So I am thinking about all that as I listen to the roasters turn those Zapatista coffee beans, thinking about the drag racing we did out on the bypass around South Bend, Indiana back in the day, thinking about this 1977 monster 3/4 ton pickup truck sitting in front of me, and notice that the temperature has plummeted inside the Bean Boss; Fuck! gotta get to the gas station two miles away and exchange the propone tank in a hurry, so those beans don't wreck. I jump into the little white car, and race downtown, and just as I am about to turn in to the gas station, the trooper behind me turns on his flashing lights. I think, man, this is really going to slow things down; I breathe heavily to try to get some of the Wild Turkey aroma to dissipate [remember, parts of this are 'fictional']. 

  The trooper asks for my license and registration, and I'm still listening to Bruce and directing the flow of my breath downwards, and now I am also thinking of the song "Mister State Trooper" from the Nebraska album. I sit there facing the glaring sun, glancing in my mirror at the cop, wishing he'd pick up the pace. After five minutes, he brings my license back, says "Do you know your brake light is out?" I say, "I had no idea, I'll fix that first thing in the morning, thanks, bye." Off he goes, off I go to get the propane. Aware that if I'd been Driving While Black, things might not have gone so smoothly, I feel a combination of anger and relief. What is a privilege ought to be a right.


  I zip back home, and hook up the propane and fire up the Bean Boss and the beans are saved from destruction, and my mind turns to Springsteen's late '70s "Darkness on the Edge of Town" album. My thought process is so literal sometimes, maybe my mind turned simply because this farm is on the Edge of Town, and as the sun was setting there was an increasing Darkness. Who can say. 

  Backing the car up to the garage, I opened the trunk to hear the tinny speakers, and the tape flipped to the other side. A fan of bizarre juxtapositions, the other side of the Springsteen tape is Don Cherry, the trumpet player who made his name initially in Ornette Coleman's wild, unprecedented late '50s free jazz experiments, a music that appears intimately linked with the growing consciousness of the need for action against racial oppression, and the need for new voices, new structures of thought and struggle. A prognostication of the civil and human rights uprisings soon to follow.

  The Wild Turkey flew a bit more into my mouth and down through my veins. I'd spent some time that morning communing with this family of wild turkeys, real birds, out in the next field over. For some reason the turkeys didn't realize I was a real person (meaning, A REAL THREAT; there's A LOT of guns out here, including assault weapons [or 'menacing-looking weapons,' as the gun shop owners prefer to call them]), and I crouched low to the ground. The baby turkeys now-turning-adolescent continued to peck at the ground around me, ever closer. They have different personalities. Their bland dishwater gray-brown colorings are changing into the brilliant colors of the mature turkey, with fire-engine red cheeks and ten shades of purple spreading across their rumps and backs. Maybe they thought I was a scarecrow or something, I was moving that slow. I decided to scare them off, for if they get too used to being around Those Who Hold Menacing Weapons, they will likely get shot down this fall.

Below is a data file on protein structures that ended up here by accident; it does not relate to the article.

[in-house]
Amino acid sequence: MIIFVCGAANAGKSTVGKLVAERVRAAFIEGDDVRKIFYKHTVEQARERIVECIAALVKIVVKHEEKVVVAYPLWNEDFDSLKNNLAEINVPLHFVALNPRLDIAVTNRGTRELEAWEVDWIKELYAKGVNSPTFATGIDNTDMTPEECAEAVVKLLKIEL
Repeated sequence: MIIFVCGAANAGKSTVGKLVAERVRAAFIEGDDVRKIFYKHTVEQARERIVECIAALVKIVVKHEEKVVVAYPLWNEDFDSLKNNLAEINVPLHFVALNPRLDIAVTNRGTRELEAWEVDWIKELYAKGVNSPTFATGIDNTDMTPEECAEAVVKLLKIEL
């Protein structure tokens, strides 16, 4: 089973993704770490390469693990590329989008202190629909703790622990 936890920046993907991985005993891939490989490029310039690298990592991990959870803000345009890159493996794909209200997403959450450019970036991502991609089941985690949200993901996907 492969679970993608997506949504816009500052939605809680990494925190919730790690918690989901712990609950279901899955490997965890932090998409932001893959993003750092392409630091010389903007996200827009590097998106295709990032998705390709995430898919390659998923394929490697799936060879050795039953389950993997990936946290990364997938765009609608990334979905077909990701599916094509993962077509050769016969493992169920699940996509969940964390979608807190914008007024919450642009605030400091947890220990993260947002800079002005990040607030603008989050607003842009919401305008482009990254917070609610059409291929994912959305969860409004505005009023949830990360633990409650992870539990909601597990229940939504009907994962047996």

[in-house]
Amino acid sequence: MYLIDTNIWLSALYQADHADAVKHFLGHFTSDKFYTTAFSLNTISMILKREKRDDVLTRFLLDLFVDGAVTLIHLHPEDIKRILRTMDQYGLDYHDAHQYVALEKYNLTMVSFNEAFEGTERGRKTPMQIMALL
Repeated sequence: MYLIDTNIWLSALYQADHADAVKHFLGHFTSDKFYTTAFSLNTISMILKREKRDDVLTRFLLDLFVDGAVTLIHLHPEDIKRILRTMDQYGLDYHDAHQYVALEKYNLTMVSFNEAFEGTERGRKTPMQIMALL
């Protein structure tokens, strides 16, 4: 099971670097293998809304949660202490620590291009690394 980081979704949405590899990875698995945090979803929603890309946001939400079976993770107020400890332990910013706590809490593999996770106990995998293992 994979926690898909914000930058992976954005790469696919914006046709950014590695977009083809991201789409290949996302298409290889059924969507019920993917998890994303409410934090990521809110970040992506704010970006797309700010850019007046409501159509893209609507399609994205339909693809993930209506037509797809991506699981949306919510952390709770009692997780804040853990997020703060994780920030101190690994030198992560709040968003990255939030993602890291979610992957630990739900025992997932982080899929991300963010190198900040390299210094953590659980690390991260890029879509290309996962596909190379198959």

The coffee roasting continued into the night, and the Wild Turkey continued to crack off the intensity of the week's work like chaff from a roasting coffee bean, and friends from Stone Soup South pulled up sometime, and we roasted beans and played guitars and trumpets and a melodica named 'pianica,' and a bat came and flew around the garage living room and I didn't even scream. And I think that if I had a religion it would be to gather people together for food, song, and dance. 

  If I had to tie things up in a conclusion to this Update #6, I would say something about innocence, hunger, wildness, and violence. Something about the innocence of youth and the hunger for experience and for life and freedom, the hunger for a world free of torture and abuse, innocence and hunger which if we keep them alive and healthy keep us young even though chronologically aging. Wildness is something I see in nature all round, including human nature if we let it, and that wildness does not have to continue to devolve into the violence that is so much a part of the history of this continent for a bit over 500 years now. Clearly we live in a time where our choices about how to live and what to do and how to abolish the shackles of race, class, gender, orientation, the works, are vitally important. 


  Well I'll fire this off before I turn editor. So long from Bridgman, Michigan, 15 miles from Benton Harbor. 

  Food, song, dance; and action.